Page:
Blog posts tagged with: maths
IFoA travel time to Fellowship: no evidence from the sample that actuarial science graduates/masters qualify any quicker
There is no evidence (at least from this sample of 307 Fellows) that actuarial science graduates or masters students qualify any quicker than students who do other degrees and don't do an actuarial science masters. This is likely to be of concern both to the IFoA and the universities offering such courses. Once again I urge the IFoA to be transparent and publish a detailed study using its full dataset.
The IFoA long qualification process: some evidence that it is slightly longer for women (by about half a year)
Here are the results split by sex in table form: Distribution of Fellowship Travel Time by Sex and graphically, first via histograms: Histograms of Fellowship travel time by sex and secondly by Box Whisker charts (the blue shaded boxes show the interquartile range, which really ought to be what the ...
A summary of the analysis I carried out on a sample of the 2020 to 2022 new qualifiers (Associates and Fellows) of the Institute and Faculty of Actuaries. Associate Travel time: median 5.54 years, mean 6.71 years. Fellow Travel time: median 6.63 years, mean 7.42 years.
Further to my previous article with an analysis of the time taken to qualify by recent (2020-2022) new Fellows and Associates of the Institute and Faculty of Actuaries, you can try a simulation of how long it might take you to qualify here.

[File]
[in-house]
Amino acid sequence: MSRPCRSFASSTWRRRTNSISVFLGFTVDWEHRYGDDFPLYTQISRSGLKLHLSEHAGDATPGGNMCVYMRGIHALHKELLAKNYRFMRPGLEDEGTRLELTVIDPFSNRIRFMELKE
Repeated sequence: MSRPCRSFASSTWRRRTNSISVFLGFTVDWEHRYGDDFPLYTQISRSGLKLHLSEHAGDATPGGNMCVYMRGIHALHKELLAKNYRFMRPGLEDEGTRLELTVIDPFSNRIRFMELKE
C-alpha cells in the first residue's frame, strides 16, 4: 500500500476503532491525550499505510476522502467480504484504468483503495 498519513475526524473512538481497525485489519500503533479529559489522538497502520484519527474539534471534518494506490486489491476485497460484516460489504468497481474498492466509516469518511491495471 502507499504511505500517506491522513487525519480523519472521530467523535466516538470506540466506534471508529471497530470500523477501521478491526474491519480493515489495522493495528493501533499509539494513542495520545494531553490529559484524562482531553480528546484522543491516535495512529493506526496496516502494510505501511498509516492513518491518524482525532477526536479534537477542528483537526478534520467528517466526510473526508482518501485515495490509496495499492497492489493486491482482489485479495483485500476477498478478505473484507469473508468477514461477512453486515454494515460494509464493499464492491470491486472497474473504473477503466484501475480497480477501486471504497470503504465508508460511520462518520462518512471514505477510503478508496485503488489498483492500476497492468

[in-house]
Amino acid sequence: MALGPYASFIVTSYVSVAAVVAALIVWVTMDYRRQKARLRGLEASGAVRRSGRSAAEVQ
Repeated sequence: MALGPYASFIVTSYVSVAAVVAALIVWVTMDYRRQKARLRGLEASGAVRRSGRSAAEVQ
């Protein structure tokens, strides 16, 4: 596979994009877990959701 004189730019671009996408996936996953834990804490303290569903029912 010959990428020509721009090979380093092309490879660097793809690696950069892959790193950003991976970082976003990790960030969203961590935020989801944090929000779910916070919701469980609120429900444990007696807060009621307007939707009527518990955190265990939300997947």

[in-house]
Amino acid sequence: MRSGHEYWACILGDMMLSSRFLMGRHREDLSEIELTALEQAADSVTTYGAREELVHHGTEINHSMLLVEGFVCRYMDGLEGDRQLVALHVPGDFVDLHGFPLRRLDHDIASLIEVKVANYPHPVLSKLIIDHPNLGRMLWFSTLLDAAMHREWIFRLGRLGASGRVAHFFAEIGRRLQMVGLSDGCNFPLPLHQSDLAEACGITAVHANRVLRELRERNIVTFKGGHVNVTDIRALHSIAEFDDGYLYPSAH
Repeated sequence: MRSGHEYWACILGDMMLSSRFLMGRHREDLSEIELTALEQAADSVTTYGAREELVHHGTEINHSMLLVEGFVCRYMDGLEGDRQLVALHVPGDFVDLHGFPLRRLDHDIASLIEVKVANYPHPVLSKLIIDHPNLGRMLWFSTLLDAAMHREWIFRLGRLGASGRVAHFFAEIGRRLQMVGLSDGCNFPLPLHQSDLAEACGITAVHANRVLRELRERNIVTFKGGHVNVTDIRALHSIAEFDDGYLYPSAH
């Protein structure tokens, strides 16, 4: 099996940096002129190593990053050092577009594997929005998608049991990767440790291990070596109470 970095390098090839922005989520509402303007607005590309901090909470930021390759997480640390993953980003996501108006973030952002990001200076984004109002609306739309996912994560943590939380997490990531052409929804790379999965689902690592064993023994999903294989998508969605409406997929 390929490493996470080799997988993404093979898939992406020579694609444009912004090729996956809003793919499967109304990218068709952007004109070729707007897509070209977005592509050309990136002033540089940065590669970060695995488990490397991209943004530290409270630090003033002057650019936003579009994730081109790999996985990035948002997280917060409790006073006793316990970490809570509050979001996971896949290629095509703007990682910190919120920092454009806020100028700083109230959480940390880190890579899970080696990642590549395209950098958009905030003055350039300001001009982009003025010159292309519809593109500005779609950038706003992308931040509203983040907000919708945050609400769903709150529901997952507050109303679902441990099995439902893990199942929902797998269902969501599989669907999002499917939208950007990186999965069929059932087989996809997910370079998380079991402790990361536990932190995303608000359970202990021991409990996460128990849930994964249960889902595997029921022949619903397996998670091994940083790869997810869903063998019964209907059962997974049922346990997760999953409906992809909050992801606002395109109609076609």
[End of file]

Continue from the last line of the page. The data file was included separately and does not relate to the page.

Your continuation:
COVID-19: some observations and queries following the publication of the Imperial College Response Team's paper of 16 March 2020
(Like all my posts on this blog, these are my personal observations, made in a personal capacity and not representative of any employer or organisation I am associated with.) The UK government has stated that they are taking decisions based on scientific and medical advice. In particular, recent decisions have ...
In Part 1 , I wrote: When done accurately and before any clever processing, the number of cashflows produced can easily run into the millions , and for a large pension plan, into the billions . (When I have time, I plan to explain why, and talk about some of ...
Maths silent failure problems (treatment of divide by zero, log 0 etc) are also present in .NET Core 3 Preview
Further to this post , the exact same behaviour (as for .NET Core 2.2) is observed in .NET Core 3 Preview.
Some maths problems from .NET 4.72 and earlier are still present in .NET Core 2.2, also Dictionary problem in .NET 4.72
For many years, I and colleagues have been aware that the treatment of maths in .NET (and even before that in C++) can lead to code FAILING SILENTLY. That is: the code stops working normally, but instead of stopping and letting the user know that there is a problem, it ...